Research shows that rich does not = smart. Interesting association between cognitive ability and annual income. The borderline is an annual income of 7.5 million yen.
【Research shows that rich people are not necessarily smarter】
・In this study, the subjects were 670,203 citizens between the ages of 18 and 60 who held some kind of job between 1991 and 2003. All subjects were male.
・It turns out that Swedish men with higher cognitive ability can expect to earn more money than others with lower ability. However, even men in the lowest-performing category earn more than one-third as much as men in the highest-performing category, so the difference in real terms is not large. On the other hand, we found that men in the highest-performing category cannot expect to earn a significant return in terms of income
・When we examined the cognitive ability of men working for high wages, we found that up to a certain level, there was a relationship between cognitive ability and high income, but once wages exceeded a threshold of 600,000 Swedish kronor per year (about 7.5 million yen), cognitive ability and income were not significantly related.
・Thus, above a certain wage level, higher income may not necessarily mean higher cognitive ability
・Similar results as for wages when occupational status was used instead of wages as a measure of career success
These are the quotes from the article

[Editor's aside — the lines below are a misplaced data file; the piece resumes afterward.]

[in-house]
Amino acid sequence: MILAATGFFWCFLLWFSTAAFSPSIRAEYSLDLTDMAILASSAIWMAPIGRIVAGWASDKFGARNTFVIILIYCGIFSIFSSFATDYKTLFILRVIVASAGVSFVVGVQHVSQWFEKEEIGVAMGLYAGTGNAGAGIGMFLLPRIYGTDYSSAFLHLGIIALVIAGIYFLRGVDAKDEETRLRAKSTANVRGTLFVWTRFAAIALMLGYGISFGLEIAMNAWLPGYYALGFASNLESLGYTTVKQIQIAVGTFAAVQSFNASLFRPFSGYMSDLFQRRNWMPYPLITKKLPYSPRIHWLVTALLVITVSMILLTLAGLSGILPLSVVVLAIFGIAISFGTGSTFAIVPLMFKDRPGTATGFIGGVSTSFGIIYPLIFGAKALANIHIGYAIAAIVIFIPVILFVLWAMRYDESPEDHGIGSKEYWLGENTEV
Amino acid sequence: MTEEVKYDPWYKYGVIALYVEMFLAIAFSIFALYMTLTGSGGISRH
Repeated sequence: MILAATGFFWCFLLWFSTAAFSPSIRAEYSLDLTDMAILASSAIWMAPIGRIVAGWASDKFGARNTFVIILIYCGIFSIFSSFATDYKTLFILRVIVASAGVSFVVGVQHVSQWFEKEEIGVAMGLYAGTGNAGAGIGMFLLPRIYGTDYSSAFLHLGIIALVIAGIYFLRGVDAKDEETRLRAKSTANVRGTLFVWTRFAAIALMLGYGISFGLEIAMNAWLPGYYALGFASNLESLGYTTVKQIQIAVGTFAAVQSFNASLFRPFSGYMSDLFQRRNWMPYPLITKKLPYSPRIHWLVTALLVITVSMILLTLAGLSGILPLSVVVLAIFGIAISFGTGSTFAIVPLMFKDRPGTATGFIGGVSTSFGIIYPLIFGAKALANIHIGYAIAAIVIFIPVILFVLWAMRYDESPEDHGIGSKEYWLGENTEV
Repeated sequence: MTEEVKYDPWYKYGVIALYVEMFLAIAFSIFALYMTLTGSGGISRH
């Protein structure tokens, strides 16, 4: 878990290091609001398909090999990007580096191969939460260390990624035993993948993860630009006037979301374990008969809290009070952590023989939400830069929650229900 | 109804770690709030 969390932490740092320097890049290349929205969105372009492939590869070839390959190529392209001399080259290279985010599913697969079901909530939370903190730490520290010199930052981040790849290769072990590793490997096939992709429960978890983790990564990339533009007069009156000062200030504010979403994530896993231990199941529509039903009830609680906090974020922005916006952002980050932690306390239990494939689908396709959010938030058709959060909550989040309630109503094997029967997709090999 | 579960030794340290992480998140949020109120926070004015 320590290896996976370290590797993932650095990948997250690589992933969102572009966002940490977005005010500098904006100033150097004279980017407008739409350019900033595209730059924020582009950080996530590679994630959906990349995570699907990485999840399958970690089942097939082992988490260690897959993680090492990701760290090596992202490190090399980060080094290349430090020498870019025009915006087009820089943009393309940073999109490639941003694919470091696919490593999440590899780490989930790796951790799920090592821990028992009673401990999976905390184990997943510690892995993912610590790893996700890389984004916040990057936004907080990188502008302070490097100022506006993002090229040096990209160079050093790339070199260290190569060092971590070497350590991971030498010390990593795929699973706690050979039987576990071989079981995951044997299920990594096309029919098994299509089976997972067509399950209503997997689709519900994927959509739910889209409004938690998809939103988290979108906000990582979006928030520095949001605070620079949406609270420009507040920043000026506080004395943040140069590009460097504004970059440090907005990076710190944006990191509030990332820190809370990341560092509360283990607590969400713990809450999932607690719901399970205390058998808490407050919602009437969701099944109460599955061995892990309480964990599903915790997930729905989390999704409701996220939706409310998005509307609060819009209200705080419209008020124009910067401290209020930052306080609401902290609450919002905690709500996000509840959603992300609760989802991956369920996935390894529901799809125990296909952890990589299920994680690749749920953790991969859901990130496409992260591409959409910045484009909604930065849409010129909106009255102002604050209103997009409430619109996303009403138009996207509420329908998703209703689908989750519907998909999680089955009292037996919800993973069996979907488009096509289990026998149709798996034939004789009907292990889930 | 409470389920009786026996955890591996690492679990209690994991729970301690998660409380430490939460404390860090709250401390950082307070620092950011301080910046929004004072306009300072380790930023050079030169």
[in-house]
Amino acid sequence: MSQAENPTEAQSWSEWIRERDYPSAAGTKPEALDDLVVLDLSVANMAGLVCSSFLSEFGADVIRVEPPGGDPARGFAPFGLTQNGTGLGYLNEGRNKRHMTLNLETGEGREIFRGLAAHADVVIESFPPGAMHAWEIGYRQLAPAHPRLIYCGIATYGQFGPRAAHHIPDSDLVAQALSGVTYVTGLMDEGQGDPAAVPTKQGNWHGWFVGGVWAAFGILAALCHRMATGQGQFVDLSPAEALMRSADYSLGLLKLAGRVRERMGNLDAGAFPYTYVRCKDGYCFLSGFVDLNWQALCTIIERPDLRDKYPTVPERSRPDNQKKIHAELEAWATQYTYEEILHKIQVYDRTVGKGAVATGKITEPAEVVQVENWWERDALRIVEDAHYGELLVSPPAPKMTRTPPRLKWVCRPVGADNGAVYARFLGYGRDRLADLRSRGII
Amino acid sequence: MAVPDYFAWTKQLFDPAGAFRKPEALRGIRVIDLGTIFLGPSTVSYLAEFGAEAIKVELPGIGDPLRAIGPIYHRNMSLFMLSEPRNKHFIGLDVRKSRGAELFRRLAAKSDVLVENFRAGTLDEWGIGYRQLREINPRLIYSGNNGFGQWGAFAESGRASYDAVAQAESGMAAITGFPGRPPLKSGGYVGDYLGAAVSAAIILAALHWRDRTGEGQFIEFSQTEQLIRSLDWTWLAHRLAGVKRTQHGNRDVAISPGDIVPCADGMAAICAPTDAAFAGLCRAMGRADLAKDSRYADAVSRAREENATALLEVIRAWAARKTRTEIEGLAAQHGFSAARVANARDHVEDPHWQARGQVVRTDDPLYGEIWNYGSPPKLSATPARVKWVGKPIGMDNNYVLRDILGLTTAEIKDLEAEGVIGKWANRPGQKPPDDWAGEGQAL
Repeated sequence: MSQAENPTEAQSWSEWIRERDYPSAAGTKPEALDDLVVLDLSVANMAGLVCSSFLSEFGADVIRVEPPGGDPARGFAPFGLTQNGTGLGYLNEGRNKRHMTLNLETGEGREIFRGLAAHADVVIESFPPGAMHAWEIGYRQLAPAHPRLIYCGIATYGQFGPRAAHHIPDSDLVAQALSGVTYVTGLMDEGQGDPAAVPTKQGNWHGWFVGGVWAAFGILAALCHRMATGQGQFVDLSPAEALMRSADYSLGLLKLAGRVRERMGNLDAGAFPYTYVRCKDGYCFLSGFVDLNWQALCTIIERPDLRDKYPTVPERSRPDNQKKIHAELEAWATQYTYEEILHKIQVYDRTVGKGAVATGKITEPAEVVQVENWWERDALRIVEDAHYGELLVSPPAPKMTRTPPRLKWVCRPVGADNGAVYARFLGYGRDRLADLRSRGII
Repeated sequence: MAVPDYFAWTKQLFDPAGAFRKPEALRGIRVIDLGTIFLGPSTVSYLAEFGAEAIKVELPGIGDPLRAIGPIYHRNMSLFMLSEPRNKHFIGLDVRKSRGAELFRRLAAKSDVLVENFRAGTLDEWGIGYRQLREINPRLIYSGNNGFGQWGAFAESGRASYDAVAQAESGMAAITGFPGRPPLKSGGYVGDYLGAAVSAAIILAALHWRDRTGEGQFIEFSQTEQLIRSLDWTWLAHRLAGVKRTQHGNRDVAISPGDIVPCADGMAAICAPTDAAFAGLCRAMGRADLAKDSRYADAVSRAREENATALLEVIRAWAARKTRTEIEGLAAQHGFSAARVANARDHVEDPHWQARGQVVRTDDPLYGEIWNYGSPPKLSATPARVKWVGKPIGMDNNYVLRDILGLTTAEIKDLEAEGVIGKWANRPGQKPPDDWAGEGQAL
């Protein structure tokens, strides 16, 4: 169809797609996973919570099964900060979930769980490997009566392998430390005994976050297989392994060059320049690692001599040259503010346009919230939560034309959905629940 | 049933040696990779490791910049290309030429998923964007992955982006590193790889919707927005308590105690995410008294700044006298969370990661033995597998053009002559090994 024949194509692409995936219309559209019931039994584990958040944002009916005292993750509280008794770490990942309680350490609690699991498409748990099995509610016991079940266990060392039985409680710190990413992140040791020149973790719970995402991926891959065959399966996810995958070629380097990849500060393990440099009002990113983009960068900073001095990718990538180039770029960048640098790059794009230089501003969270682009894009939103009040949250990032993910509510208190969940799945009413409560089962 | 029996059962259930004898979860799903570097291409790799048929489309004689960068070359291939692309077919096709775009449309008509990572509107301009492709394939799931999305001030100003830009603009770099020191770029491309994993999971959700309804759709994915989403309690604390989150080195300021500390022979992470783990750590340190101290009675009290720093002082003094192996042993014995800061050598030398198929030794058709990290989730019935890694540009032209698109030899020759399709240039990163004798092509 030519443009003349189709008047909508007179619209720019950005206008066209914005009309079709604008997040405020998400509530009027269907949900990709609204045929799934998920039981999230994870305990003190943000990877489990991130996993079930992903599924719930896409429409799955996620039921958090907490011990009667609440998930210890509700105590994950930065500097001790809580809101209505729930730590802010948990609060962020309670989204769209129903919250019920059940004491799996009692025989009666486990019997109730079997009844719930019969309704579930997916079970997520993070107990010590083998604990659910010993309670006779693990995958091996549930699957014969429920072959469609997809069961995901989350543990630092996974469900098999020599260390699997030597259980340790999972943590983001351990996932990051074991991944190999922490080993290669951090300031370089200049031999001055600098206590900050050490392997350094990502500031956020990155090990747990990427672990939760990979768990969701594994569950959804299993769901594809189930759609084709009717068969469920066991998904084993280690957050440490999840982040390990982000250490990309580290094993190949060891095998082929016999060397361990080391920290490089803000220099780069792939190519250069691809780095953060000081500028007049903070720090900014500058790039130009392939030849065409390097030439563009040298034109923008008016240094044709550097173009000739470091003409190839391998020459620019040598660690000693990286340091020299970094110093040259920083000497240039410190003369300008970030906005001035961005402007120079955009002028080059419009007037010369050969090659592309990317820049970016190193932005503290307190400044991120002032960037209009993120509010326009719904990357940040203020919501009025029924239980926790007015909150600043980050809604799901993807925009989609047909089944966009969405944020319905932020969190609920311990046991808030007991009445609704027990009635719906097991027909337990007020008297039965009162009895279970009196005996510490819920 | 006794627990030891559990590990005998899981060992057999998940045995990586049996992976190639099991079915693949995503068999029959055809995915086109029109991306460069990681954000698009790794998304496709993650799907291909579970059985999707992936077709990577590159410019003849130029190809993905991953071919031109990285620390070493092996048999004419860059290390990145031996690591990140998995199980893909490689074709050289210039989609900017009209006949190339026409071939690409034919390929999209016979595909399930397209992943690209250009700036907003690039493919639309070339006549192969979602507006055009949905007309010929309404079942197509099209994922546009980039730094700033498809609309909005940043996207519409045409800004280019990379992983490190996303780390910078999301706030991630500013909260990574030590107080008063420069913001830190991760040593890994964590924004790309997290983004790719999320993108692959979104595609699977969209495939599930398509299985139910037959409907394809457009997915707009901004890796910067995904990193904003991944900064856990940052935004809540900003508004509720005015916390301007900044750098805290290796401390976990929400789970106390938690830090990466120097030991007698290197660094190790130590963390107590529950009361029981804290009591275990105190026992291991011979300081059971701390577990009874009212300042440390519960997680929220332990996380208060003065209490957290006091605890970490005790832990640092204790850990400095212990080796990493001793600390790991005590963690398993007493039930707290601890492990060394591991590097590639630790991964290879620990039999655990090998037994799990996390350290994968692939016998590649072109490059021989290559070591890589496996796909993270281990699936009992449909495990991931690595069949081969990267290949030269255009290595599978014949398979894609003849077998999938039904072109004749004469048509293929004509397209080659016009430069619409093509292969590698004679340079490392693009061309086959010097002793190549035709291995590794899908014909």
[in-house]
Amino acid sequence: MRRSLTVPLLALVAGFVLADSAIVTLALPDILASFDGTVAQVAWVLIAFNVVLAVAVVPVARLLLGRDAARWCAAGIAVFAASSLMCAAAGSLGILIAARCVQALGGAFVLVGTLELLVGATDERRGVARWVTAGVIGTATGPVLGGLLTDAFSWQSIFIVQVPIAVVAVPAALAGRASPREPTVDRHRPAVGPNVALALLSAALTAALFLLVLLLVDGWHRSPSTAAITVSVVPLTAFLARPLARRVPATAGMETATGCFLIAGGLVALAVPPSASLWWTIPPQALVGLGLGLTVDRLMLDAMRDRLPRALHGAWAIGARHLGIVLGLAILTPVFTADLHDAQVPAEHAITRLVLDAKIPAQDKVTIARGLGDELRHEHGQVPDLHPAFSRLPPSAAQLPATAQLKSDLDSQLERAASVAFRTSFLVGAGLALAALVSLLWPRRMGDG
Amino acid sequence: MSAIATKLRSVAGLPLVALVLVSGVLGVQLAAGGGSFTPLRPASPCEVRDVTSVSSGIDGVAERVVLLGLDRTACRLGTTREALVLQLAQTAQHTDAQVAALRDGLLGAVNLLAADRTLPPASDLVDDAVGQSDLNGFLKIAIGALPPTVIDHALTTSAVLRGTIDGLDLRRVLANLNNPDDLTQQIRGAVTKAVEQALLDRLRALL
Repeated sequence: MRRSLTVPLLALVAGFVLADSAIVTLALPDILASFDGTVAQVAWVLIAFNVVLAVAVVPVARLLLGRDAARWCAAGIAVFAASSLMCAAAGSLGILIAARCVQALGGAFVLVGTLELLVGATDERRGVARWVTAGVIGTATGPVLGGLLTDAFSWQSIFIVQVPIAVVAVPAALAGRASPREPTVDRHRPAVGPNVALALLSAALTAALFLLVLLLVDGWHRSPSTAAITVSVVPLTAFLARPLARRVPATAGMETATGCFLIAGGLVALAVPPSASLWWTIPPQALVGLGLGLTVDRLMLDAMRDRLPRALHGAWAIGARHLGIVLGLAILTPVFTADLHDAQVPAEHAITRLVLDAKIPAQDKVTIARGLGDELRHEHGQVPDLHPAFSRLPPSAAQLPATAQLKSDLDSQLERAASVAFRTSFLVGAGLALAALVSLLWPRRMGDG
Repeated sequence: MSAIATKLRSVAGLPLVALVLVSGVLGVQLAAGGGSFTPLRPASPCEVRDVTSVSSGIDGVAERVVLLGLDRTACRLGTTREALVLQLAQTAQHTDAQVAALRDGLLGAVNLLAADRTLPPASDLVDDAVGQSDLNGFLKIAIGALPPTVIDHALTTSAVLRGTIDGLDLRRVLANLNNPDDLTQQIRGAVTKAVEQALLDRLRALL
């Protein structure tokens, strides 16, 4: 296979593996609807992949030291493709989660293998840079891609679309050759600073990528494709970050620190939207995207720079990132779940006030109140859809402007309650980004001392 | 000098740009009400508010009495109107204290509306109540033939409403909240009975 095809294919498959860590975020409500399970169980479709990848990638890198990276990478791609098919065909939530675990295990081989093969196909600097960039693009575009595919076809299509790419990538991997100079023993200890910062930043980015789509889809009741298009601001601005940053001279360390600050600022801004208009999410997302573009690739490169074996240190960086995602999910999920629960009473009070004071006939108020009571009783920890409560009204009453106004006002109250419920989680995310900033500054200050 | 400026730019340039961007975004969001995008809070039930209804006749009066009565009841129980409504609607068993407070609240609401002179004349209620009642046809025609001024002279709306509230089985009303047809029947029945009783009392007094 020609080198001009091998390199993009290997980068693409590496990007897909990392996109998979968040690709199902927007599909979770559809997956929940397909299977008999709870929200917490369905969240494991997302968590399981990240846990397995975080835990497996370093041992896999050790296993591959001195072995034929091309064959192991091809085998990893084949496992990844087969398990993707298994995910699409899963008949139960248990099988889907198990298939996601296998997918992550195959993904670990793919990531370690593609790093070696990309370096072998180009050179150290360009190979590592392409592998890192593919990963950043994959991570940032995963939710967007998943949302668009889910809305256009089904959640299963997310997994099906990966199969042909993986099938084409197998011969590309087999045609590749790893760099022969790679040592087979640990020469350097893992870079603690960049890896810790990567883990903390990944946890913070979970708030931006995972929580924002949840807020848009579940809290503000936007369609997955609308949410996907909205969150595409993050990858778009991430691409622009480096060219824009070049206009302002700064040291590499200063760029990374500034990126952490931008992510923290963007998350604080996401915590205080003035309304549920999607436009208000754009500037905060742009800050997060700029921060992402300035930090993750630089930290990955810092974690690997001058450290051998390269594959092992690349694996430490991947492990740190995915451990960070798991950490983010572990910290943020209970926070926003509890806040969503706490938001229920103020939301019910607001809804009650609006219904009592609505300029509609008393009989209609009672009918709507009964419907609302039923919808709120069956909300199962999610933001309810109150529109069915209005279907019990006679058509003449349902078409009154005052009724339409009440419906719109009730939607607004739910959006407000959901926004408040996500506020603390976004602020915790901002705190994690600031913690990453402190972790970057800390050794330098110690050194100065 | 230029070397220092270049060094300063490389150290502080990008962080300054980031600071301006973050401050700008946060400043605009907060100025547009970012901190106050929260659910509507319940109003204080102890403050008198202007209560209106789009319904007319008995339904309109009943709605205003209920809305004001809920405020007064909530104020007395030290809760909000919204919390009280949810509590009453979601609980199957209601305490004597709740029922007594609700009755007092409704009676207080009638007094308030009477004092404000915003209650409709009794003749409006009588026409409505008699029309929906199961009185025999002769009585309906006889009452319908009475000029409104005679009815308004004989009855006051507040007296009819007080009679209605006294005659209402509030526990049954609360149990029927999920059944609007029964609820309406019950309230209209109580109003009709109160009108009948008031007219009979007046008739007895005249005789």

Interesting boundary line of 7.5 million yen per year.
We need to talk about this in light of the fact that the survey subjects are Swedish and all male.
Very interesting story about the link between cognitive ability and income.
According to the study,
Up to an annual income of 7.5 million yen, the association with cognitive ability was observed, but
No association was found for annual income above 7.5 million yen.
Job performance and income are not determined solely by how smart you are, right?
By the way.
Cognitive ability = IQ and academic performance
Non-cognitive abilities = the way you think about things, the way you approach things, your behavior, etc.
This is how it is said.
I think the balance between these two factors and the total power of these two factors will determine your income.
However, this survey, depending on how you look at it,
Perhaps we can look at it as being possible to cover up to around 7.5 million yen a year to some extent by being smart (cognitive ability), right?
The impact of non-cognitive ability may be more significant when annual income is above 7.5 million yen.
Incidentally, I recall the following story.↓
【Latest data shows the relationship between annual income and happiness】
It is a well-known story that “annual income between 6.5 million yen and 8 million yen is the peak of happiness.
Don’t you think that figure is pretty close to the 7.5 million yen in this case?
From here, many hypotheses could be made, but since this is going to be a long story, I’ll leave it at that for today. What hypothesis would you make?
See you then.
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I would also like to know the relationship between non-cognitive ability and annual income, but that is difficult because non-cognitive ability is an unquantifiable ability.